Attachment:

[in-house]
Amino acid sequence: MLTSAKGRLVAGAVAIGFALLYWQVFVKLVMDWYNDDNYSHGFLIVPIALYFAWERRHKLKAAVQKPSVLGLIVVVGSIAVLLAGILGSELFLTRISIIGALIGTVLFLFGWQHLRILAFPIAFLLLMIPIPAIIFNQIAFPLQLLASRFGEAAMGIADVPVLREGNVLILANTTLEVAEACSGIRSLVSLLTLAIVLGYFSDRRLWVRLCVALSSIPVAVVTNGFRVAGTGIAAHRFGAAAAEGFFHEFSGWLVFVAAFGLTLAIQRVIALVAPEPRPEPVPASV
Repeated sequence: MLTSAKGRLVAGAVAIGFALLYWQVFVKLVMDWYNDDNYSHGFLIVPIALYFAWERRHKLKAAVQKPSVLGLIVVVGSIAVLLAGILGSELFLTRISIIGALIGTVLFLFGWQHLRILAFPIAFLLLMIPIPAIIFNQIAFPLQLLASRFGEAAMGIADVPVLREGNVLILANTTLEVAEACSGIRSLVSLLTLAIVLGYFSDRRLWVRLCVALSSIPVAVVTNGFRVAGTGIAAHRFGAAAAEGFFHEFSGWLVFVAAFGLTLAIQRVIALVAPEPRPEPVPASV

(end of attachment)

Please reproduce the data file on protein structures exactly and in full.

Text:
[in-house]
Amino acid sequence: MLTSAKGRLVAGAVAIGFALLYWQVFVKLVMDWYNDDNYSHGFLIVPIALYFAWERRHKLKAAVQKPSVLGLIVVVGSIAVLLAGILGSELFLTRISIIGALIGTVLFLFGWQHLRILAFPIAFLLLMIPIPAIIFNQIAFPLQLLASRFGEAAMGIADVPVLREGNVLILANTTLEVAEACSGIRSLVSLLTLAIVLGYFSDRRLWVRLCVALSSIPVAVVTNGFRVAGTGIAAHRFGAAAAEGFFHEFSGWLVFVAAFGLTLAIQRVIALVAPEPRPEPVPASV
Repeated sequence: MLTSAKGRLVAGAVAIGFALLYWQVFVKLVMDWYNDDNYSHGFLIVPIALYFAWERRHKLKAAVQKPSVLGLIVVVGSIAVLLAGILGSELFLTRISIIGALIGTVLFLFGWQHLRILAFPIAFLLLMIPIPAIIFNQIAFPLQLLASRFGEAAMGIADVPVLREGNVLILANTTLEVAEACSGIRSLVSLLTLAIVLGYFSDRRLWVRLCVALSSIPVAVVTNGFRVAGTGIAAHRFGAAAAEGFFHEFSGWLVFVAAFGLTLAIQRVIALVAPEPRPEPVPASV